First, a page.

For you and the people you love, living with hearing loss can be difficult to adjust to. Sometimes, it can even be hazardous.
What happens if a fire alarm is going off or someone is shouting out your name but you’re unable to hear them? Car noises can indicate hazards ahead, but if you have neglected hearing loss, you won’t hear them.
Don’t worry about the “what ifs”. The first thing that a person with neglected hearing loss needs to do is get a hearing exam. Here are some recommendations to help keep people with hearing aids and their families safer whether or not they are using their hearing aid.
1. Don’t go out by yourself
If you can, bring somebody with you who isn’t struggling to hear. If you need to go out by yourself, ask people to come closer and look at you when they talk.
2. Avoid distractions when you’re driving
Because you can depend on your hearing less, it’s essential to decrease other distractions when driving. Don’t use your phone or GPS when you’re driving, just pull over if you need to reroute. If you suspect you have a problem with your hearing aid, come see us before getting behind the wheel.
Don’t feel embarrassed if you need to turn off the radio or ask passengers to stop talking during more critical moments of your drive. Safety first!
3. Think about getting a service dog
For people who have loss of vision, epilepsy, or other issues, a service dog seems obvious. But they can also be very helpful to people with auditory issues. You can be warned about danger by a service dog. They can let you know when somebody is at your door.
They can assist you with your hearing problems and they are also good companions.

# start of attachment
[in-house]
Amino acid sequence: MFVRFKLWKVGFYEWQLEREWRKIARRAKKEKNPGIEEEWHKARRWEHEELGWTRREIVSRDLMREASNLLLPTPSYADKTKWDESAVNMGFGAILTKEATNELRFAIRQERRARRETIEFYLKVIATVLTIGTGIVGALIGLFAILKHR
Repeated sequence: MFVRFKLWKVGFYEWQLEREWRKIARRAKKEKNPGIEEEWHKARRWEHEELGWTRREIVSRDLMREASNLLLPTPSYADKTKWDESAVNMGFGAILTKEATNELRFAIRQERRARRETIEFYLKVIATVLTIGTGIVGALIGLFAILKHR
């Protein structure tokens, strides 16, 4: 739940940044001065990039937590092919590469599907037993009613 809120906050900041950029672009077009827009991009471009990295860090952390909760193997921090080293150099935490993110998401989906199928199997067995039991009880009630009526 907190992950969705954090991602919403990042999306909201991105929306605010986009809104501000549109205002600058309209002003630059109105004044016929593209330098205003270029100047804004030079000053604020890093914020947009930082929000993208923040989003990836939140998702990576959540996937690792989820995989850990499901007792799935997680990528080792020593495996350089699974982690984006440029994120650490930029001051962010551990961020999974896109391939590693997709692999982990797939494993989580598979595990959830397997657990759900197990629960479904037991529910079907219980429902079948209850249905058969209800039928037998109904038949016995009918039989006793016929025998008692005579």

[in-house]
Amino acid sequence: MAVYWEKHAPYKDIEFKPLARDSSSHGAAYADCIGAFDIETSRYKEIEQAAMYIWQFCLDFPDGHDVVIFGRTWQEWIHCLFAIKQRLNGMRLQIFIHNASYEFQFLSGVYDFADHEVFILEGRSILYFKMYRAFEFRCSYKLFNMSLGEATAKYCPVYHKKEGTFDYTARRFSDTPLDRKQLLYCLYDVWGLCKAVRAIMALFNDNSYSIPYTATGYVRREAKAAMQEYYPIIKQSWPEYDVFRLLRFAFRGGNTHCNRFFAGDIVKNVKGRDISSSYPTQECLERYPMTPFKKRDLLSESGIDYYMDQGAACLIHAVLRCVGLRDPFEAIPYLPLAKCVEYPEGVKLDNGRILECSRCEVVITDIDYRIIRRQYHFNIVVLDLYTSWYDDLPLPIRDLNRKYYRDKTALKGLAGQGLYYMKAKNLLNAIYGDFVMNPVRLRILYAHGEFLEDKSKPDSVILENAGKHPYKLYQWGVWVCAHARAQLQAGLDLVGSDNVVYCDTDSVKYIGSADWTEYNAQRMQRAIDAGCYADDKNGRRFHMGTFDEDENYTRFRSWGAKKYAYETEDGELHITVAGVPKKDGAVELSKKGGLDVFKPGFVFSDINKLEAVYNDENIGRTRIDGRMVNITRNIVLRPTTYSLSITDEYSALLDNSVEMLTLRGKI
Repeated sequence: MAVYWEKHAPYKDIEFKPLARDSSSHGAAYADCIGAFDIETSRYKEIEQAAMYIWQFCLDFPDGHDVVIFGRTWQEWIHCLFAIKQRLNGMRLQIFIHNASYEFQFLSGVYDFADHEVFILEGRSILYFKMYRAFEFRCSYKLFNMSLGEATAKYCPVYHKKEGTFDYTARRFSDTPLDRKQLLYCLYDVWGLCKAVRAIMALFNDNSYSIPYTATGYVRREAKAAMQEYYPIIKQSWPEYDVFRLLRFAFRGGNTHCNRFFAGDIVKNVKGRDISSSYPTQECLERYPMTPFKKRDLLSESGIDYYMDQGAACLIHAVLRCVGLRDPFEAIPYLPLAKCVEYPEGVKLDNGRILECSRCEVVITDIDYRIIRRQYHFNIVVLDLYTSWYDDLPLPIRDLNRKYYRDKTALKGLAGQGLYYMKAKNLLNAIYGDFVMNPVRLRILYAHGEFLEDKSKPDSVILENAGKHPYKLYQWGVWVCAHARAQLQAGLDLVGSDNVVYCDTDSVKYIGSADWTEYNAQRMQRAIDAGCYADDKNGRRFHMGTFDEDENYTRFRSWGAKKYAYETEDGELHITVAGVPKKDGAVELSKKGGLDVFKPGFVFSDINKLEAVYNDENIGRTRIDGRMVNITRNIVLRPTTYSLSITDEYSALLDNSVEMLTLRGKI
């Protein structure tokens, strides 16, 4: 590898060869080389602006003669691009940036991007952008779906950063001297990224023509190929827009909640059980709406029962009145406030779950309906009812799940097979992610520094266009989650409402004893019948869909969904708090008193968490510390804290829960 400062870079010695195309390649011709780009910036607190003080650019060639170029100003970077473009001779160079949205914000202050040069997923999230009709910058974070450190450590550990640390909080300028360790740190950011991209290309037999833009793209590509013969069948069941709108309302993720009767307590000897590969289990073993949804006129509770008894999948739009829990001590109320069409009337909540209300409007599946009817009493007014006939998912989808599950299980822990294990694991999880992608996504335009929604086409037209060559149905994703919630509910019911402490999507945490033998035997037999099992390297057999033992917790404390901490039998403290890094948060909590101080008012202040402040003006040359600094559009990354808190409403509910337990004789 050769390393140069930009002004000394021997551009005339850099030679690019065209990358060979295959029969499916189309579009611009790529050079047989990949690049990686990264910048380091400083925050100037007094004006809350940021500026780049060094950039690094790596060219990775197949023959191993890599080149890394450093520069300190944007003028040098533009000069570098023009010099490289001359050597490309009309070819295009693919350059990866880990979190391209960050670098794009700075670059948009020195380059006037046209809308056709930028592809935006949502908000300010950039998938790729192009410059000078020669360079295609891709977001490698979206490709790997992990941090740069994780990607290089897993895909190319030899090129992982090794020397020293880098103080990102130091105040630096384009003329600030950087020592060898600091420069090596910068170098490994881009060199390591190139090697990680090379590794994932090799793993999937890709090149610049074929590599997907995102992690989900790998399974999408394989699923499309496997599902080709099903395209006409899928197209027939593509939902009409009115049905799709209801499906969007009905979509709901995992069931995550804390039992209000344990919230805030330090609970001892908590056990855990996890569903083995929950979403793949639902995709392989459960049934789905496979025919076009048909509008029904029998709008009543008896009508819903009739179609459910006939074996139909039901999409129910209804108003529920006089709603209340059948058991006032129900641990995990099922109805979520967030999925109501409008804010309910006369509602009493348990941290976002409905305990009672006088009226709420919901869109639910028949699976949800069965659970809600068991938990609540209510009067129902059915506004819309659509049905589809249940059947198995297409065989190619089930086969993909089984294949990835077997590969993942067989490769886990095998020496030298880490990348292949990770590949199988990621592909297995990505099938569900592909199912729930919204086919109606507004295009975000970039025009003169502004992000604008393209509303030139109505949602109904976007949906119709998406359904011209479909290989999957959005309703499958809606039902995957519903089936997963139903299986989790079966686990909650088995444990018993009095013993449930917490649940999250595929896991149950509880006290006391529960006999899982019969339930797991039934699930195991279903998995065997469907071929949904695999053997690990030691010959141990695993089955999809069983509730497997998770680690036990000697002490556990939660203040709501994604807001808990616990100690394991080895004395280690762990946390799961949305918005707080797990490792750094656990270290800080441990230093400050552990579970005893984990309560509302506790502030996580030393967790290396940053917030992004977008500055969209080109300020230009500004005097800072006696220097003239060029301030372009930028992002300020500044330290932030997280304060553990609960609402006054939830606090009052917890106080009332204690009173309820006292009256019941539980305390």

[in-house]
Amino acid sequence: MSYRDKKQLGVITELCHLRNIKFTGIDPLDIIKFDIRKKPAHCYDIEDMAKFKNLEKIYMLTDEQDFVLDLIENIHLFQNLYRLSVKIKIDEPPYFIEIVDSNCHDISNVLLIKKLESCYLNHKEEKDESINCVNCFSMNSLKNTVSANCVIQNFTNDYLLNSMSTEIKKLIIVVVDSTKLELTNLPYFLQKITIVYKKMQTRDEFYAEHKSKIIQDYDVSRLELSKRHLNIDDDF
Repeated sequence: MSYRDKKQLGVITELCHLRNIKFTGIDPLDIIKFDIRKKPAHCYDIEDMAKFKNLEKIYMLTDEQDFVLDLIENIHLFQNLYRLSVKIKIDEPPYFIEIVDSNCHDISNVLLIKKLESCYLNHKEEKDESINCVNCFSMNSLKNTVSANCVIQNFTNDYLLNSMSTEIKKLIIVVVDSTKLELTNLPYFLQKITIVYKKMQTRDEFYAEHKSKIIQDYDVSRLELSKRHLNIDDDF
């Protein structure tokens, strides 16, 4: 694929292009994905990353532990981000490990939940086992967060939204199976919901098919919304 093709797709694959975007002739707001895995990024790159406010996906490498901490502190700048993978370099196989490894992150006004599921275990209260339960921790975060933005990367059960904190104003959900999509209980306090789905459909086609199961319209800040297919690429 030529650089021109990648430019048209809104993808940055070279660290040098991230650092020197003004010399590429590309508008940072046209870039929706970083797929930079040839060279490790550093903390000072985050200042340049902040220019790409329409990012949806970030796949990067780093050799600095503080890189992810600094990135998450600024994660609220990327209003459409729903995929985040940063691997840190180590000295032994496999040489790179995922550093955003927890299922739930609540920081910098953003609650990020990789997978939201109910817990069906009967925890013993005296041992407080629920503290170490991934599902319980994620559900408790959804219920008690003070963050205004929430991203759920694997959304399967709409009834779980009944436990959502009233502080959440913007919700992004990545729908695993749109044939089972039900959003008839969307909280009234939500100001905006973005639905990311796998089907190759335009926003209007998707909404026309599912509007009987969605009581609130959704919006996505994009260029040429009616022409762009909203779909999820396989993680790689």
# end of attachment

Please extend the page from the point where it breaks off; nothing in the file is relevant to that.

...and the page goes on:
4. Have a plan
Determine what you’ll do before an emergency strikes. Talk it over it with other people. If you’re planning to go into the basement during a tornado, be certain your family knows where they’ll find you. Plan a specific location outside your house in the case of a fire.
This way, if something were to happen and you became trapped, family and emergency personnel can act quickly to help you.
5. When you’re driving, adjust to visual cues
Your hearing loss has likely gotten worse over time. You may need to depend on your eyes more if you don’t routinely have your hearing aids calibrated. You might not hear sirens so watch out for flashing lights. Be extra attentive when pedestrians are around.
6. Share your hearing trouble with family and friends
No one wants to disclose that they have hearing impairment, but those close to you need to know. They can alert you to something you might not hear so that you can go to safety. If they don’t know that you can’t hear, they will think that you hear it too.
7. Be vigilant about the maintenance of your vehicle
Your car may start making peculiar noises that your hearing loss stops you from hearing. These can signal a serious problem. Your car could take significant damage and your safety may be in danger if these sounds aren’t dealt with. It’s a good idea to ask a trusted mechanic for their opinion on the condition of your vehicle when you take it in for an oil change or inspection.
8. Have your hearing loss treated
This is the most imperative thing you can do to stay safe. Have your hearing checked yearly to determine when your hearing loss is severe enough to require an assistive device. Don’t allow pride, money, or time constraints deter you. Hearing aids these days are very functional, affordable, and unobtrusive. A hearing aid can help you remain safer in many situations at home, work, park, shopping, and driving.